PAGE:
Regional rugby swept away traditional brands and fans for that matter, not sure thats a great business model to follow, potentially alienating your fan base? Promotion is the key to improved marketing not this kind of tinkering. What next, a move to Milton Keynes, its a bit closer to Malaysia after all.

Gareth Jones, Cardiff,

We should stay blue and all this just so we can sell more shirts in Asia. We're never going compete with Man Utd or Liverpool. If Chelsea can't compete with them what chance have we got. I'm happy that they want to invest in the club and we need strenthen the side for promotion challenge next season

Lee Richards, Cardiff,

As a Blackburn Rovers fan I can empathise with Cardiff City fans over this. Even if new owners say they want to invest £100m, a significant amount more than Venkys promise Rovers fans, icons like the home strip are priceless. If Venkys decided to remove the famous blue and white halves the fans would be devasted and would not recognise the club more so then they already do. I also lived near Wrexham and remember how fierce the rivalry between Wrexham FC and other Welsh clubs were and so red would clearly be a bad choice of colour. There is always an opportunity for owners to make their mark on the kit, and that is the away strip.

Richard Godley, Oxford,

Get with the project people. In a couple of seasons this debate will be academic. It's time for some new traditions: like success!

Ric, Cardiff,

Surely this is easy to compromise? A red and a blue strip, a bluebird and a dragon? (already one in badge). The old badge could be used alongside a newer badge. As a fringe supporter (of 30 years) I like to see new changes.

Tony Morgan, Bridgend,

There is a reason why I sat through the recent painful experience of Cardiff's defeat at West Ham; and why I did not even watch the FA Cup final. It's not about the quality of football, nor the entertainment value. It is because the team I support is Cardiff, the team that I identify with. Players come and go, as do managers, supporters, stadia and owners. So what is the only constant? The club's history, its identity, its soul - all enveloped in the club's colours and badge. I am extremely grateful for the current owner's investment. But are their proposals for investment conditional upon implementing the rebranding? The owners continually praise our passion, so why put it to the test? There must be some compromise to be found. I am also concerned that individuals are putting themselves forward as learned spokespeople. An electronic survey of all Ambassadors will provide a cost effective and quick collective view from which we can all move forward.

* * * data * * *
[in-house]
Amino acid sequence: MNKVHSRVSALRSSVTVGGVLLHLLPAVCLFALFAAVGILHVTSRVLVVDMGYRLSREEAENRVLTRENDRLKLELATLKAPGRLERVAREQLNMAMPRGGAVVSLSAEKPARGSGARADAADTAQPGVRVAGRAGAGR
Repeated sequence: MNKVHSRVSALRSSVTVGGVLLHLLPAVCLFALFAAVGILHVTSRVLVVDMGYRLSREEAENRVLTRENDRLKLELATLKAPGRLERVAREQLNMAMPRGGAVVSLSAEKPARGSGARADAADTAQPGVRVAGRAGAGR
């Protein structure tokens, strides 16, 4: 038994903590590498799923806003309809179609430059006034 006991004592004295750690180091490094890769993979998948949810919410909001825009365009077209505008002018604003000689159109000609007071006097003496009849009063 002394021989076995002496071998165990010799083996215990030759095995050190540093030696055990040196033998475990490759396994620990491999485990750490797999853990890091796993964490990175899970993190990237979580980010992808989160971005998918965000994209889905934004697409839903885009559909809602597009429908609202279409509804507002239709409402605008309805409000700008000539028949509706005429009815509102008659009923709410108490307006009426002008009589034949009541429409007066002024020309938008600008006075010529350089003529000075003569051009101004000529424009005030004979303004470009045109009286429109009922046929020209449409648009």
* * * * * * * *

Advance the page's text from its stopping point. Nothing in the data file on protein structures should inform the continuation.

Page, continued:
Martin Gibson, Barry,

Having lived and worked in the Far East several years myself, I completely agree with Vincent Tan's proposal. This will be a huge publicity coup for the club in the Far East. Red is Wales's national shirt colour and a very auspicious colour in the Far East. Cardiff City has been knocking on the door of the top flight now for a number of years. If the club is to go up it must go forward. If the club is to succeed it must tap its potential. Therefore let us capitalise on these fortuitous coincidences, or would the traditionalists prefer we moved back to Ninian Park too? Winning is what the club exists for, not mere symbols.

Nicholas Marks, Cardiff,

Whatever happens with Cardiff City, changing the colours they play in shouldnt be a problem but it surely should be a decision taken WITH its loyal supporters, and not pushed through without any consultation or supporters input.

Steve Jones, Wrexham,

What price a club's soul? Another example of the sordid nature of the business of football at the moment. The owners need to understand that Cardiff City are not Manchester United (and I mean that as a compliment!) but a club rooted in its community. They need the local support onside because they can't just sell millions of shirts, or TV rights, in the Middle East. Alienate a loyal support base at your peril.

Jason Heaver, Brighton,

The owners have so far been very astute and respectful and have helped us get to the stable position we ate currently in, but like every bluebirds fan I have spoken to soo far, think this is a needless step too far. What we new to be successful is the premier league. Soo don't waste money on needless rebranding which is doomed to fail, and spend money on giving us a quality team that can get us to the premier league

Dean Russell, Cardiff,

I have been a supporter for over 40yrs. I respect the comments made about our history etc but it's the future that now concerns me. Let's be honest with ourselves if it were not for the investment already made by the Malaysians we would not have a club and we would not be having this debate. This strikes me as a once in a lifetime opportunity. Our club has come to be a respected force in the Championship over recent years. Now is the time to build on these foundations and move forward. The Malaysians deserve our support and backing.

Clive Tucker, Cardiff,

I am all for the investment and development, but I hope it is done with a mode of decorum and sense with all parties - a happy compromise can certainly be reached with a rebranding, and the good reputation of CCFC (and Wales) out in the East would be a very good thing. And if this achieves another Welsh club successfully taking on the Premiership, I think it can only be a good thing. The Dragon and red colours are in keeping with Welsh spirit... In return, if the away kit remain blue true to tradition, couldn't the dedicated away supporters conceivably become known and synonymous as "the Bluebirds" thus keeping tradition alive? Either way, we are finally seeing Cardiff on a very strong footing, getting ready to push on successfully and sustainably for the first time long?

Alun Ponting, Cardiff,